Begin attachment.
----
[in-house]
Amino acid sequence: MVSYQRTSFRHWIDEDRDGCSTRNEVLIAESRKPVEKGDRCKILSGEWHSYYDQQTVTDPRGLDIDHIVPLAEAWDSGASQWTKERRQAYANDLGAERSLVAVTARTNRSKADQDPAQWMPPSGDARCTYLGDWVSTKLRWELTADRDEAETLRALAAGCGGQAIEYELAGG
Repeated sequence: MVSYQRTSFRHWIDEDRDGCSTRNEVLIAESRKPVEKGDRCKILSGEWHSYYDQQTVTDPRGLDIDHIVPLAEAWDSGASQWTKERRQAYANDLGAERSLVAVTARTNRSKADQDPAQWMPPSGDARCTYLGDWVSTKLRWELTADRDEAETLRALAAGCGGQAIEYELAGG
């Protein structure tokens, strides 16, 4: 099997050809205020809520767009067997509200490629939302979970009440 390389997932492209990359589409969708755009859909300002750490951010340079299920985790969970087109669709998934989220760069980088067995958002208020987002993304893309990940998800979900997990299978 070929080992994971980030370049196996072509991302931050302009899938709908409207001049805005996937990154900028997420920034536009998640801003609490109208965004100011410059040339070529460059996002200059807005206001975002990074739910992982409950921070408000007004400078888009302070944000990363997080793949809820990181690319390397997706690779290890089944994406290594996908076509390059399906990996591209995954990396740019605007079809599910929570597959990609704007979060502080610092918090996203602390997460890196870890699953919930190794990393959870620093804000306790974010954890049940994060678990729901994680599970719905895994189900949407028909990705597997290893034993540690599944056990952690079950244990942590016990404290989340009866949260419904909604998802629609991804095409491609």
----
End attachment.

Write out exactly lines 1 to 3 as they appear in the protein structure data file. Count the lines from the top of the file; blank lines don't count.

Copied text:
[in-house]
Amino acid sequence: MVSYQRTSFRHWIDEDRDGCSTRNEVLIAESRKPVEKGDRCKILSGEWHSYYDQQTVTDPRGLDIDHIVPLAEAWDSGASQWTKERRQAYANDLGAERSLVAVTARTNRSKADQDPAQWMPPSGDARCTYLGDWVSTKLRWELTADRDEAETLRALAAGCGGQAIEYELAGG
Repeated sequence: MVSYQRTSFRHWIDEDRDGCSTRNEVLIAESRKPVEKGDRCKILSGEWHSYYDQQTVTDPRGLDIDHIVPLAEAWDSGASQWTKERRQAYANDLGAERSLVAVTARTNRSKADQDPAQWMPPSGDARCTYLGDWVSTKLRWELTADRDEAETLRALAAGCGGQAIEYELAGG